circuit board

The Fall and Rise of a Server

Some of you may have noticed an extended outage of the server that serves this blog, Hazel Dell Christian Church’s web site (www.hdchristian.org) and some of the ancillary sites that I support.  This outage was caused by a string of problems the likes of which I’ve never seen at any client – but I’m really glad it hit me rather than a client.

Clean Living

I feel compelled to tell you that the server – RENEGADE – has had a clean life.  By that I mean it’s always been in a data center or collocation facility.  As a result it got clean steady power and a temperature and humidity controlled environment.  It’s not one of those servers shoved under my desk, hidden in a closet under a fichus plant, or any other of the strange things clients do to servers.  Despite its clean living it had a series of issues that started May 4th.

Wake Up Call

On Friday morning I woke up away from my office in Danbury, CT.  I noticed that I didn’t get any mail since about 12:45 AM.  Looking down I saw that Exchange was disconnected.  When I investigated further I found that the whole server was offline.  A call to my friends at BlueLock and the server was back up.  I saw that it was at 0x00000077 bug check that brought the server down.  I didn’t bother checking into it much because I was on client site.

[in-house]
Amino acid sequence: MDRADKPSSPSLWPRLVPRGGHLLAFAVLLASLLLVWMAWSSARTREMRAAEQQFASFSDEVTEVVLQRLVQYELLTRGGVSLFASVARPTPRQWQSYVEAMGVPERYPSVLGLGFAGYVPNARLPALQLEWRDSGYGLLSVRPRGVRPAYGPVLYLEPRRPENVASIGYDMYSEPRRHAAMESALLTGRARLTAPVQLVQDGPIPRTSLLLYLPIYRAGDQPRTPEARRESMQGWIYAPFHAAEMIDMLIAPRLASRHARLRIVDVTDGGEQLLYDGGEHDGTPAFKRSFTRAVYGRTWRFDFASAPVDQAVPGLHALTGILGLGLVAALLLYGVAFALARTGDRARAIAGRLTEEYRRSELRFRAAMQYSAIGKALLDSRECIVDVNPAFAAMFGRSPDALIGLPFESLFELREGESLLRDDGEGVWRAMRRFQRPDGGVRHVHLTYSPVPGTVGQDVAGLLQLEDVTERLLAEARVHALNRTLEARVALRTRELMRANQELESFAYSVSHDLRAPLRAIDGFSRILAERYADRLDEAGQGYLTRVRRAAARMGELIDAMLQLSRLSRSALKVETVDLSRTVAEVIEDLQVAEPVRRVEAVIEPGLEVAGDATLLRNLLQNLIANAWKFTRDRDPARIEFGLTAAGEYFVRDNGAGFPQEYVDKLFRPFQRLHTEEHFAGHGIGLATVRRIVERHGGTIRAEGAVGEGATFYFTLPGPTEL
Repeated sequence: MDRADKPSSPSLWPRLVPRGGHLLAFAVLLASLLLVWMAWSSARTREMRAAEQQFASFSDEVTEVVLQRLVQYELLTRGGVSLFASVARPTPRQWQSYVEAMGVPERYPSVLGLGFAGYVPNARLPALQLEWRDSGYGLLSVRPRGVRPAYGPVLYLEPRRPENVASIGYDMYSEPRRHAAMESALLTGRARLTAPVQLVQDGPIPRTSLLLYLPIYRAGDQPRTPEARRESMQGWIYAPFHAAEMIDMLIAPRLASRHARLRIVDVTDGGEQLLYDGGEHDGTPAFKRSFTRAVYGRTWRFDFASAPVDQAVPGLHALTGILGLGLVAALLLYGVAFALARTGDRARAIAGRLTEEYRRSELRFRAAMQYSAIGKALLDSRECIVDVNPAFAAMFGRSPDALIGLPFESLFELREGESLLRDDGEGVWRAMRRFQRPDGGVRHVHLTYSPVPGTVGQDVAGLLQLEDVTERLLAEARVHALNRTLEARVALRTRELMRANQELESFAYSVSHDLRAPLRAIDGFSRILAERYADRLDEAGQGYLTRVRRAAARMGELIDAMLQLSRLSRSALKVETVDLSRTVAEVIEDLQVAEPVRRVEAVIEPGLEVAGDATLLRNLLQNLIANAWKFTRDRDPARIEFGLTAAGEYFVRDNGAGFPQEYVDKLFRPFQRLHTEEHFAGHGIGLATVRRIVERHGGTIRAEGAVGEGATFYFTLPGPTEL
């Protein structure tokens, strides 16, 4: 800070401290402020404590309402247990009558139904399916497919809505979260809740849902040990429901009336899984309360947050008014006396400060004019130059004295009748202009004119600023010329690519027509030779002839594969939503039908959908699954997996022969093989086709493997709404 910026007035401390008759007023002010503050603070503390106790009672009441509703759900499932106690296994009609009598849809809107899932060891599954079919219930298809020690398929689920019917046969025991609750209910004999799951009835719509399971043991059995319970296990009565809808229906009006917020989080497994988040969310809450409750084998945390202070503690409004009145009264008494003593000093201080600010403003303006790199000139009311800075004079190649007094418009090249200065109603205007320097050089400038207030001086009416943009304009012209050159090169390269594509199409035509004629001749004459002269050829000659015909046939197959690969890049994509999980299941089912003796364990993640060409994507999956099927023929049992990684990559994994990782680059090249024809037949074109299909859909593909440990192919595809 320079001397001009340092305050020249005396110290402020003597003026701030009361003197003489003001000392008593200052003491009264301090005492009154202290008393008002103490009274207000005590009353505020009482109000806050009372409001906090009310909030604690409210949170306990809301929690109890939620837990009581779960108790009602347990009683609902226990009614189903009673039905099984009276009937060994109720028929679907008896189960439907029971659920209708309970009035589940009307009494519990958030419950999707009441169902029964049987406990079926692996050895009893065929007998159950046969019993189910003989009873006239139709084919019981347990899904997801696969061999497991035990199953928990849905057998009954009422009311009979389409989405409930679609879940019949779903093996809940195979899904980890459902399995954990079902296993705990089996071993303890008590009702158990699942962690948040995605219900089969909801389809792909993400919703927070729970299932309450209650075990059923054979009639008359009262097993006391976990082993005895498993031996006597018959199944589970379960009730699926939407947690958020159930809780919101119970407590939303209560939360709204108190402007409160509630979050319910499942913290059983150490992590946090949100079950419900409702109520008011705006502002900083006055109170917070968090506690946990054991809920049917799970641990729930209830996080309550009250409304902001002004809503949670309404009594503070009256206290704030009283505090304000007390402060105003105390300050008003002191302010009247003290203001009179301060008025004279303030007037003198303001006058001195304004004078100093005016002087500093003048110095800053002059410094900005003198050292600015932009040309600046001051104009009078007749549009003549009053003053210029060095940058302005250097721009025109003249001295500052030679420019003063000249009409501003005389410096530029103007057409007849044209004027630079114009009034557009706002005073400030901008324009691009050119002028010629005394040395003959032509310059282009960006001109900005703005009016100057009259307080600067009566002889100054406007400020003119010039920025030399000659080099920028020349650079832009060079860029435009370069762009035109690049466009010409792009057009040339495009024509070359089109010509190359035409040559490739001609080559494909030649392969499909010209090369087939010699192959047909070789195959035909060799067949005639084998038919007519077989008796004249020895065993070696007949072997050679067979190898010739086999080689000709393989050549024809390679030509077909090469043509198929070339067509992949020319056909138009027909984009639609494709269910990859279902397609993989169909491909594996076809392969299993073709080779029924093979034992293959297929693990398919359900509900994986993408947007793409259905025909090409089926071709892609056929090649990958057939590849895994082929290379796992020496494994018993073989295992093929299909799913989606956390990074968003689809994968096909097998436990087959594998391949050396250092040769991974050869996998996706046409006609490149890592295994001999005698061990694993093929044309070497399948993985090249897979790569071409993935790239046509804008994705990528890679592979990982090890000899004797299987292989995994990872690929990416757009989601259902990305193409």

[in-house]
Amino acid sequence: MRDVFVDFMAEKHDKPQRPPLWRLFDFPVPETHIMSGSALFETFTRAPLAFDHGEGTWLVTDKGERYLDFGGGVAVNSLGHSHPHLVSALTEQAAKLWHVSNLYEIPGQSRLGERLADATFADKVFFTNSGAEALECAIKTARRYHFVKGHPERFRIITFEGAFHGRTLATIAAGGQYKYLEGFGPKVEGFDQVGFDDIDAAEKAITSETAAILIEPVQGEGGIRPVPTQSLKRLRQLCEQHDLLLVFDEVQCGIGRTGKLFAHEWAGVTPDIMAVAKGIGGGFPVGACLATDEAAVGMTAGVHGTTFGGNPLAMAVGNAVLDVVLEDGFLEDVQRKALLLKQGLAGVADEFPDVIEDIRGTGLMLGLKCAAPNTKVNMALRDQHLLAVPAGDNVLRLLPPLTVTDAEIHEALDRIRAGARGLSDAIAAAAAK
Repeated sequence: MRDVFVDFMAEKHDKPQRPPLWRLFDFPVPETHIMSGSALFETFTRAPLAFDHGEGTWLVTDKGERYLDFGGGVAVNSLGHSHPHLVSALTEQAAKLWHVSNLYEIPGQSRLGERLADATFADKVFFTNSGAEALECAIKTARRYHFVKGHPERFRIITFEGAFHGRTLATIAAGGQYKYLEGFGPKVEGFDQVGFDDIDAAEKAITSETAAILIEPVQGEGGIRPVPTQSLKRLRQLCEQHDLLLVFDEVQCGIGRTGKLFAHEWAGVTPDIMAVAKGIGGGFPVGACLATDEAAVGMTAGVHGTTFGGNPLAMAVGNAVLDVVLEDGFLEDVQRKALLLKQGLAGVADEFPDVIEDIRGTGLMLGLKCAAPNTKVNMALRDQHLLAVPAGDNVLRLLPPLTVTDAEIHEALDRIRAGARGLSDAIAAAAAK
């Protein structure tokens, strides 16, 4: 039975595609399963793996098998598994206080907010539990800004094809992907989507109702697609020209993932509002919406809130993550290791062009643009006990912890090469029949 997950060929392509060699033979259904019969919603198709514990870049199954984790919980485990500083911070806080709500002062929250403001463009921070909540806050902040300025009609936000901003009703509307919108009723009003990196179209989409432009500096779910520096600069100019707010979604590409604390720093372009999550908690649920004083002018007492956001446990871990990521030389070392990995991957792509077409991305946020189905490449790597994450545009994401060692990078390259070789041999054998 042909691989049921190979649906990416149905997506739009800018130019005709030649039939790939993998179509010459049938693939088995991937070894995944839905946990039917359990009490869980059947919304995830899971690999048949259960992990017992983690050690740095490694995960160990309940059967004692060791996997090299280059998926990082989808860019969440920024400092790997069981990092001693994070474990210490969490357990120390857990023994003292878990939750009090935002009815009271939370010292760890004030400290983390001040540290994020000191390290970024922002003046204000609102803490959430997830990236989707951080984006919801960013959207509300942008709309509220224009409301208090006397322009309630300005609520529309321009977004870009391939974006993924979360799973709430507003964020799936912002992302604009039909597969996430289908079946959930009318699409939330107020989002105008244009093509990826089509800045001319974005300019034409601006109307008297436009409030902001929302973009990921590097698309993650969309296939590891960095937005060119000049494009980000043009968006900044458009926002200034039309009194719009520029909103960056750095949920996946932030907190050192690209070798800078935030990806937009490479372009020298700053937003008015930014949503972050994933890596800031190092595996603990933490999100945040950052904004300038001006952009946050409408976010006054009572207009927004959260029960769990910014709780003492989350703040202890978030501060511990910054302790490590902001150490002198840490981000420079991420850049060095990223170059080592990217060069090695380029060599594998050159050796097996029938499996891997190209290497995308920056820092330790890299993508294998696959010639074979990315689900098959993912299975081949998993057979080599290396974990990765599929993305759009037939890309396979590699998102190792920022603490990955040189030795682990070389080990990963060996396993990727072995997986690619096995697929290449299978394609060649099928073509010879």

Echos of Nightmares

I can’t think of much more disturbing than a server going back down 20 minutes after I brought it up.  That’s what happened to me.  Another break from the client and another call had the guys unracking the server and arranging to transport it to my house – I can’t tell you how grateful I am for the guys at BlueLock.  Not only am I not really on their platform but because of our long friendship they were bending over backwards to make sure that I was taken care of.